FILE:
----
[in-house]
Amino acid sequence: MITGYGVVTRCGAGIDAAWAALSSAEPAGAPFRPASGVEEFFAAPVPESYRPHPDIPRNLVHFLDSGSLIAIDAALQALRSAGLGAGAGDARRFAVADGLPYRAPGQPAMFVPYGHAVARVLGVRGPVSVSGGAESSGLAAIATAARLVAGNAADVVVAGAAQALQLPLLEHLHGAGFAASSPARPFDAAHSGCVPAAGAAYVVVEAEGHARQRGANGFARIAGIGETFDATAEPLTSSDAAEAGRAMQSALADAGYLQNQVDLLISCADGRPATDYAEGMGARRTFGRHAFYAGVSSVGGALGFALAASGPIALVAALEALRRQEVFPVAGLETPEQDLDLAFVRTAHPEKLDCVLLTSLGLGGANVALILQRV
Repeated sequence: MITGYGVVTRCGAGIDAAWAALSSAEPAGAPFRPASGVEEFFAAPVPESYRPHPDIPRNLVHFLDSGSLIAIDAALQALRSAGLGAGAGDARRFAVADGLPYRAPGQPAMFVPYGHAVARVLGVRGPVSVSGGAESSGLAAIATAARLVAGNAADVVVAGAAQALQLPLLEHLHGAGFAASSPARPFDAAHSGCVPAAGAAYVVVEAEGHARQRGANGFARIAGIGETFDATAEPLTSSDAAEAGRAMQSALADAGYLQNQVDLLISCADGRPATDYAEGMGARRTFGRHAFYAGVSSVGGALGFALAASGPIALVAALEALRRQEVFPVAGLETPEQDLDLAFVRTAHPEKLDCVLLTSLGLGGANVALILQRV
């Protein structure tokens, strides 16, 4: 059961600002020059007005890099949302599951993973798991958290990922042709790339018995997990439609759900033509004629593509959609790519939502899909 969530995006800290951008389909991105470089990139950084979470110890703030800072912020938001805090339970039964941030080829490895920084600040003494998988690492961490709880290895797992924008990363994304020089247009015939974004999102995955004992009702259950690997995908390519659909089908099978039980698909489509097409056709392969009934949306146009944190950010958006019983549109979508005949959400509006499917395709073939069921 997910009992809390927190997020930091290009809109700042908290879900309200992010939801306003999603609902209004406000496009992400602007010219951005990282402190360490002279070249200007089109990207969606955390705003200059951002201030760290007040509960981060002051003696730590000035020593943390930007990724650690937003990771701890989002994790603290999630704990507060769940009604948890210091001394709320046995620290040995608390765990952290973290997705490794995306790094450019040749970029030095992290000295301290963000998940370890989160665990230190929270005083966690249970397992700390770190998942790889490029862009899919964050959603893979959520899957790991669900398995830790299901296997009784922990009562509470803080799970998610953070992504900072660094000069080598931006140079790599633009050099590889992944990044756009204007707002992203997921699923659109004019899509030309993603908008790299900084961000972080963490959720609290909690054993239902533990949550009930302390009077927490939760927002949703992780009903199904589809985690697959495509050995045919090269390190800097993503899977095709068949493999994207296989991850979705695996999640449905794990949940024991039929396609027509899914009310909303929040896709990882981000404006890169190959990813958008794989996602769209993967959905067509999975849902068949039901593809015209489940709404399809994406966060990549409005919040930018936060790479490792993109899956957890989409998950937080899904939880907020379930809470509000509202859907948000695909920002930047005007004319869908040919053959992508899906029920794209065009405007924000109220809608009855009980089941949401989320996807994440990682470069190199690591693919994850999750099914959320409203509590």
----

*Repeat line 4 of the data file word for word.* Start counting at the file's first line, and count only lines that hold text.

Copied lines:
């Protein structure tokens, strides 16, 4: 059961600002020059007005890099949302599951993973798991958290990922042709790339018995997990439609759900033509004629593509959609790519939502899909 969530995006800290951008389909991105470089990139950084979470110890703030800072912020938001805090339970039964941030080829490895920084600040003494998988690492961490709880290895797992924008990363994304020089247009015939974004999102995955004992009702259950690997995908390519659909089908099978039980698909489509097409056709392969009934949306146009944190950010958006019983549109979508005949959400509006499917395709073939069921 997910009992809390927190997020930091290009809109700042908290879900309200992010939801306003999603609902209004406000496009992400602007010219951005990282402190360490002279070249200007089109990207969606955390705003200059951002201030760290007040509960981060002051003696730590000035020593943390930007990724650690937003990771701890989002994790603290999630704990507060769940009604948890210091001394709320046995620290040995608390765990952290973290997705490794995306790094450019040749970029030095992290000295301290963000998940370890989160665990230190929270005083966690249970397992700390770190998942790889490029862009899919964050959603893979959520899957790991669900398995830790299901296997009784922990009562509470803080799970998610953070992504900072660094000069080598931006140079790599633009050099590889992944990044756009204007707002992203997921699923659109004019899509030309993603908008790299900084961000972080963490959720609290909690054993239902533990949550009930302390009077927490939760927002949703992780009903199904589809985690697959495509050995045919090269390190800097993503899977095709068949493999994207296989991850979705695996999640449905794990949940024991039929396609027509899914009310909303929040896709990882981000404006890169190959990813958008794989996602769209993967959905067509999975849902068949039901593809015209489940709404399809994406966060990549409005919040930018936060790479490792993109899956957890989409998950937080899904939880907020379930809470509000509202859907948000695909920002930047005007004319869908040919053959992508899906029920794209065009405007924000109220809608009855009980089941949401989320996807994440990682470069190199690591693919994850999750099914959320409203509590």